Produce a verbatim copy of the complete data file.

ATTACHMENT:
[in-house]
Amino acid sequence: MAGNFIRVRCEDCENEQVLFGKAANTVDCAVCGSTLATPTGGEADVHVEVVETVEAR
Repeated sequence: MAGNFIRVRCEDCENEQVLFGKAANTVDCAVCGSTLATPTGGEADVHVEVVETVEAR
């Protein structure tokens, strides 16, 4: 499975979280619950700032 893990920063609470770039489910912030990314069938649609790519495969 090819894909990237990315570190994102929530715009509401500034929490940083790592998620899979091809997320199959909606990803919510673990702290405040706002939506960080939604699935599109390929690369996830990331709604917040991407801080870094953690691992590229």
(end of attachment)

[in-house]
Amino acid sequence: MAGNFIRVRCEDCENEQVLFGKAANTVDCAVCGSTLATPTGGEADVHVEVVETVEAR
Repeated sequence: MAGNFIRVRCEDCENEQVLFGKAANTVDCAVCGSTLATPTGGEADVHVEVVETVEAR
């Protein structure tokens, strides 16, 4: 499975979280619950700032 893990920063609470770039489910912030990314069938649609790519495969 090819894909990237990315570190994102929530715009509401500034929490940083790592998620899979091809997320199959909606990803919510673990702290405040706002939506960080939604699935599109390929690369996830990331709604917040991407801080870094953690691992590229």